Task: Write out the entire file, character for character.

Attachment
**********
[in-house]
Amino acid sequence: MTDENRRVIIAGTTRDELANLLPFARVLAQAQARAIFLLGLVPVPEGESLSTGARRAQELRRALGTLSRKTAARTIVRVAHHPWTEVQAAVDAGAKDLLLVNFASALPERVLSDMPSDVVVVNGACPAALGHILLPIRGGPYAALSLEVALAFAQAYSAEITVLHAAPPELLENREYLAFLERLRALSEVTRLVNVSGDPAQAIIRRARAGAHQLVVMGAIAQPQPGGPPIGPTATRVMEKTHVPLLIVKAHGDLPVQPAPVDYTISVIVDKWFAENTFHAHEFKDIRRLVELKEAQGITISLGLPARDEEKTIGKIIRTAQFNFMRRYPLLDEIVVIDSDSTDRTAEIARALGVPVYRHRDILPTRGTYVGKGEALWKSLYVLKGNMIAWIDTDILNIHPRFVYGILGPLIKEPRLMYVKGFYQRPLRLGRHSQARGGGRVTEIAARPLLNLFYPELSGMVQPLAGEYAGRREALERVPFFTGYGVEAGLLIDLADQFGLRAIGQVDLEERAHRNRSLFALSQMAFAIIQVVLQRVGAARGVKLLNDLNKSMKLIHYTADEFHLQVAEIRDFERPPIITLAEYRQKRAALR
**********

[in-house]
Amino acid sequence: MTDENRRVIIAGTTRDELANLLPFARVLAQAQARAIFLLGLVPVPEGESLSTGARRAQELRRALGTLSRKTAARTIVRVAHHPWTEVQAAVDAGAKDLLLVNFASALPERVLSDMPSDVVVVNGACPAALGHILLPIRGGPYAALSLEVALAFAQAYSAEITVLHAAPPELLENREYLAFLERLRALSEVTRLVNVSGDPAQAIIRRARAGAHQLVVMGAIAQPQPGGPPIGPTATRVMEKTHVPLLIVKAHGDLPVQPAPVDYTISVIVDKWFAENTFHAHEFKDIRRLVELKEAQGITISLGLPARDEEKTIGKIIRTAQFNFMRRYPLLDEIVVIDSDSTDRTAEIARALGVPVYRHRDILPTRGTYVGKGEALWKSLYVLKGNMIAWIDTDILNIHPRFVYGILGPLIKEPRLMYVKGFYQRPLRLGRHSQARGGGRVTEIAARPLLNLFYPELSGMVQPLAGEYAGRREALERVPFFTGYGVEAGLLIDLADQFGLRAIGQVDLEERAHRNRSLFALSQMAFAIIQVVLQRVGAARGVKLLNDLNKSMKLIHYTADEFHLQVAEIRDFERPPIITLAEYRQKRAALR